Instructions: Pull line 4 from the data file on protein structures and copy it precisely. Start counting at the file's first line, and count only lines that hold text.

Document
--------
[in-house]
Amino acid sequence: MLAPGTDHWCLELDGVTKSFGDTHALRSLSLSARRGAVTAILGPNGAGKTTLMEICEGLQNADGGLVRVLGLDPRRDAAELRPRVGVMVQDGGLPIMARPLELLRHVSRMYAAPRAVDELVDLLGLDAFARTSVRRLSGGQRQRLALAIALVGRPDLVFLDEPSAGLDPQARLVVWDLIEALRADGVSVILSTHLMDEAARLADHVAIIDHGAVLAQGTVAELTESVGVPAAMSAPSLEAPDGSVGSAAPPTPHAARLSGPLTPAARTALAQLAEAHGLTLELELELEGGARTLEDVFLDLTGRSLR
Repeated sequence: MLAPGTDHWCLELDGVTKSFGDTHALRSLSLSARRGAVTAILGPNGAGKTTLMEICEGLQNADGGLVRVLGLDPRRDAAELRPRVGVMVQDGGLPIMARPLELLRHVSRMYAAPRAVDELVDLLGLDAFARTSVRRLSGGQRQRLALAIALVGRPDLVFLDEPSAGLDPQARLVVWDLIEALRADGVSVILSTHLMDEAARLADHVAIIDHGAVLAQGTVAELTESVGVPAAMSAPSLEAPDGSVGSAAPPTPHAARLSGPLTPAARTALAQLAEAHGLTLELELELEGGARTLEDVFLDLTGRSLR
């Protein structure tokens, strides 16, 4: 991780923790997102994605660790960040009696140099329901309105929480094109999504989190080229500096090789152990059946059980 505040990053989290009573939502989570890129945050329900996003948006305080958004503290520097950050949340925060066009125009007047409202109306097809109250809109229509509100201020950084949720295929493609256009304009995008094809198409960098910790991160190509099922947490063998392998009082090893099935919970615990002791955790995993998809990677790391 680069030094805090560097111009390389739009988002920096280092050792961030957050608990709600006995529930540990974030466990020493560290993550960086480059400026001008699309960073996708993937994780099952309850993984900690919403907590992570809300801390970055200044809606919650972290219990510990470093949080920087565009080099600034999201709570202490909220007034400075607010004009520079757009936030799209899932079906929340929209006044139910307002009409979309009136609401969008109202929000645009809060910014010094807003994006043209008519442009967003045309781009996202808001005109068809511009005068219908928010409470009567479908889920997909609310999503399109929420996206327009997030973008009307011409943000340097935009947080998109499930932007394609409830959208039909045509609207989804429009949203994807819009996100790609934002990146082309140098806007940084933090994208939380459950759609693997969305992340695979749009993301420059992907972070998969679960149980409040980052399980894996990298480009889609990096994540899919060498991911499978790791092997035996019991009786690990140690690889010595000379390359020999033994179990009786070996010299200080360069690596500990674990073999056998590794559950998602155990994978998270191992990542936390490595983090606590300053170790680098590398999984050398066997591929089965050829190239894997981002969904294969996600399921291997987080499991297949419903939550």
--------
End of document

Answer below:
């Protein structure tokens, strides 16, 4: 991780923790997102994605660790960040009696140099329901309105929480094109999504989190080229500096090789152990059946059980 505040990053989290009573939502989570890129945050329900996003948006305080958004503290520097950050949340925060066009125009007047409202109306097809109250809109229509509100201020950084949720295929493609256009304009995008094809198409960098910790991160190509099922947490063998392998009082090893099935919970615990002791955790995993998809990677790391 680069030094805090560097111009390389739009988002920096280092050792961030957050608990709600006995529930540990974030466990020493560290993550960086480059400026001008699309960073996708993937994780099952309850993984900690919403907590992570809300801390970055200044809606919650972290219990510990470093949080920087565009080099600034999201709570202490909220007034400075607010004009520079757009936030799209899932079906929340929209006044139910307002009409979309009136609401969008109202929000645009809060910014010094807003994006043209008519442009967003045309781009996202808001005109068809511009005068219908928010409470009567479908889920997909609310999503399109929420996206327009997030973008009307011409943000340097935009947080998109499930932007394609409830959208039909045509609207989804429009949203994807819009996100790609934002990146082309140098806007940084933090994208939380459950759609693997969305992340695979749009993301420059992907972070998969679960149980409040980052399980894996990298480009889609990096994540899919060498991911499978790791092997035996019991009786690990140690690889010595000379390359020999033994179990009786070996010299200080360069690596500990674990073999056998590794559950998602155990994978998270191992990542936390490595983090606590300053170790680098590398999984050398066997591929089965050829190239894997981002969904294969996600399921291997987080499991297949419903939550």